But many of MRFF's clients have reported fearing for their safety because of their religion or sexual orientation.

In an email to the MRFF that was published by Veterans Today, an anonymous cadet wrote that "USAFA is literally overrun with Christian conservative fanatics. And the leadership here either knows this or is ridiculously blind to it. If any of us gave even the slightest indication that we weren't one of their number, our lives would be even more miserable than they already are due to the fact that we are all living lies here."

Among the current MRFF clients is a USAFA faculty member who has also remained anonymous for his safety. The conference is a "travesty," he said. "I'm very disappointed that they would, at this time, not invite [the MRFF] ... Why is it that a big supporter of religious freedom in the military is not here?"

The faculty member said he has experienced religious oppression during his time at USAFA, being subject to "commander-directed prayers before mandatory dining functions or mandatory military functions" such as briefings. The conference is "promoting respect, but I don't think they'll be discussing removal of religious influences from the military," he said. The MRFF are "the ones who get feedback from us. These people who are scared to speak to their leadership, they're not going to be the ones going to this respect conference. That's who they don't trust in the first place."

Had the MRFF been invited, Weinstein said, his first agenda item would be to challenge the Department of Defense to point out an incident in which the military punished a member of the armed forces for proselytizing in the same manner that sexual harassment, drug use and disrespect of superior officers is punished. "I defy the Air Force and for that matter ... the navy and the marine corps and the army, to show me one time that someone has ever been disciplined ... for religious oppression," Weinstein said.

The MRFF also pointed out that the list of attendees does not include Muslim groups. "Why is there not a single representative from the Islamic faith at this religious respect conference?" Weinstein asked. "This is not a Christian-Jewish problem. It's a constitutional right and wrong issue. They're called civil rights, not civil privileges."

Bryan said that representatives from Muslim organizations were invited to the conference, but did not attend. He did not know which groups had been invited.

(Full disclosure: Mikey Weinstein is a member of Truthout's board of advisers.)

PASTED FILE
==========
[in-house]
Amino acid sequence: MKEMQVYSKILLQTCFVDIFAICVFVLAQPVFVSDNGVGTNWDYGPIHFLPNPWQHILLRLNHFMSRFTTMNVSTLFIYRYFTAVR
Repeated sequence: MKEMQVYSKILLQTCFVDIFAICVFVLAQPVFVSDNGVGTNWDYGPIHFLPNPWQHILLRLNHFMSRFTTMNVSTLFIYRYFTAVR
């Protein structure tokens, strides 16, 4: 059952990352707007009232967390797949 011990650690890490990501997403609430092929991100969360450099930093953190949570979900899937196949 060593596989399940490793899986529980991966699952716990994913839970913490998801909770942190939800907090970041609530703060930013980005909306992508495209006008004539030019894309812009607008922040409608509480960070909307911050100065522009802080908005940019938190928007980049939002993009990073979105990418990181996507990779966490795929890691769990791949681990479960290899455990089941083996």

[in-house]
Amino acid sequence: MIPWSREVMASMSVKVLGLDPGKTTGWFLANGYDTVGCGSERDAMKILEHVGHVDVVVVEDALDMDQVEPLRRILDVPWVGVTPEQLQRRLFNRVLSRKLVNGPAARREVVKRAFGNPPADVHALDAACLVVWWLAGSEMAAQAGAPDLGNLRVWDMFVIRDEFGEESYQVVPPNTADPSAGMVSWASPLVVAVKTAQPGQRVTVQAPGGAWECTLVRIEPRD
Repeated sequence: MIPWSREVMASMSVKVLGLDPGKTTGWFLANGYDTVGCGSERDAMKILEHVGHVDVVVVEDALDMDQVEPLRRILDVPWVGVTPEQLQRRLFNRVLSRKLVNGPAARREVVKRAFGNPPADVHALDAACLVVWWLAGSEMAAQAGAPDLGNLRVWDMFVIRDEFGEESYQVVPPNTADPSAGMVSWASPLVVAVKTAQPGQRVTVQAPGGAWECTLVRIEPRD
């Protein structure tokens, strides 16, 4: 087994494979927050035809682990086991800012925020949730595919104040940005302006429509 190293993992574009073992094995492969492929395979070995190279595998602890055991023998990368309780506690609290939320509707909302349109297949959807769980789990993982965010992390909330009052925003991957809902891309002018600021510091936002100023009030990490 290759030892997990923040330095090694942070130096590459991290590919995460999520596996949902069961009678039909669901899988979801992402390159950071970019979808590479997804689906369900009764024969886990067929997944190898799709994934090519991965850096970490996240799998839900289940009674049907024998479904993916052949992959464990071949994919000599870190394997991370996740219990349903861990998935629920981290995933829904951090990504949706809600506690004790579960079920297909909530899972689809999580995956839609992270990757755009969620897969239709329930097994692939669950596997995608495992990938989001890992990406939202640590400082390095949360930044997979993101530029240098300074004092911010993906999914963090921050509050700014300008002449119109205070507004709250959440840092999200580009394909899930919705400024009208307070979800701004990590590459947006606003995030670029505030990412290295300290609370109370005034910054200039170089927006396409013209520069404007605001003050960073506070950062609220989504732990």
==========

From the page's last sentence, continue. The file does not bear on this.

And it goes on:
UPDATE:  The family of USAFA graduate Lauren Baas sent a letter on November 20 to Cadets for Christ founders Don and Anna Warrick and USAFA superintendent Mike Gould, criticizing both organizations for their parts in the unsolicited proselytizing of Lauren and other USAFA students. MRFF senior research director Chris Rodda published the letter on Huffington Post - along with Gould's email address.

Lt. Col. Bryan said that USAFA did not receive the original letter from the Baas family and he has only seen it in republication.

“Not one of the 172 [USAFA] clients has come forward in any manner,” Bryan said, despite the fact that they are always guaranteed anonymity if they feel threatened. “You can't chase ghosts. So what are we to do, when we have these allegations of 172 names and we've never seen them?”

As a federal employee, Bryan said, Gould is a public figure. His email address may be easy to find, but “when it's embedded in the article, that's the problem.”

USAFA director of public affairs Lt. Col. John Bryan emailed Rodda shortly after with a request to remove the address “as a professional courtesy,” which MRFF president Mikey Weinstein called “irony as third rate theater.”

“The only professional courtesy [USAFA] should be worried about is whether they actually have even a second grader's understanding of the US Constitution,” Weinstein said. “That email belongs to the American people.” Members of the USAFA “swore an oath to preserve, protect, and serve the Constitution.” MRFF's response to the request, Weinstein said, is to insist USAFA “stop lying to the American people about the separation of church and state at the Air Force Academy. That's not a request, that's a demand.”

Nadia Prupis

Nadia Prupis is Truthout's Media Policy Reporting Fellow.

Last modified on Friday, 03 December 2010 20:32